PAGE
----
3. Assign students into groups to carry out a group activity, e.g. making a poster or arts and crafts reusing straws/toilet rolls.
4. Ask students to present their work.
5. Assess by asking each student to add a thing that can be recycled on a mind map on the board/ on a big poster. Allow students to help each other in case someone gets stuck.
6. If students do not remember the vocabulary consider making a list or mind map in advance that will be available to the students throughout. Then reconsider the assessment activity, for example make an interactive quiz instead, presenting an item and giving students ‘yes’ or ‘no’ labels to indicate if the item is recyclable or not.

serenalhayes · June 27, 2019 at 3:29 pm

This lesson will focus on learning the food components which make a sandwich, including an option of three fillings (ham, cheese or jam).
1) An introduction of the topic where teacher does a “presentation” of making a sandwich from bread, butter and a filling, naming all of the components in order as they go.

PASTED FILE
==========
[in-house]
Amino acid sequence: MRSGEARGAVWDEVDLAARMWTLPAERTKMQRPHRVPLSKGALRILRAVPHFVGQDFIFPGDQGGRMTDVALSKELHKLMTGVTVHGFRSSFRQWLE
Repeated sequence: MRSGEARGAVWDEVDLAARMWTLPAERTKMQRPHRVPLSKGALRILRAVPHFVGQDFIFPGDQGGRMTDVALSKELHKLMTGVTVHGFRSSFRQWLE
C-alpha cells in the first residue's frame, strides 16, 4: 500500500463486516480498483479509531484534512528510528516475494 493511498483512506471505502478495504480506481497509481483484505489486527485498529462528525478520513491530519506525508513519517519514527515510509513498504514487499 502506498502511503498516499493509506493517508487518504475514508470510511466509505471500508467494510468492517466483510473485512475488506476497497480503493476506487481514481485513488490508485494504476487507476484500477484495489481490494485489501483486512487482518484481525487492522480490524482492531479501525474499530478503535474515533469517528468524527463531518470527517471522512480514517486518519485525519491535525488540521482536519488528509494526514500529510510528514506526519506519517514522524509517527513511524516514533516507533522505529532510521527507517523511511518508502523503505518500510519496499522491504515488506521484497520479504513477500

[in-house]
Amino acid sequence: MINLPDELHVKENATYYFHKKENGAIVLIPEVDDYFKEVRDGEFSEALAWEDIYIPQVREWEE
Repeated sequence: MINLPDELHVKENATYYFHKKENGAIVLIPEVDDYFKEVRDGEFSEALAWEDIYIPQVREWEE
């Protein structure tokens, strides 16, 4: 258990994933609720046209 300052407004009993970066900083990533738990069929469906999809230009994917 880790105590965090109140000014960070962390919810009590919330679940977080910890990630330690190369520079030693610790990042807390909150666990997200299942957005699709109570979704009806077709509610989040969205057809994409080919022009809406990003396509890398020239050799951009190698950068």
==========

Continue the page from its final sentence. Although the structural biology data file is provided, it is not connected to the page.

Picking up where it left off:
2) Children work in pairs to sort flash cards of sandwich components in the order necessary to make a sandwich.
3) Pairs swap tables with another pair to mark the order of flash cards.

Teacher will circulate an image of a sandwich around the classroom to assist any children struggling.

sk948 · June 27, 2019 at 6:03 pm

1. Give a short presentation about different features of a city, e.g. town-hall, subway etc.
2. Children work in pairs to match the names of features to the appropriate pictures.
3. If children struggle with the activity, go over presentation again until they have better grasp of the topic.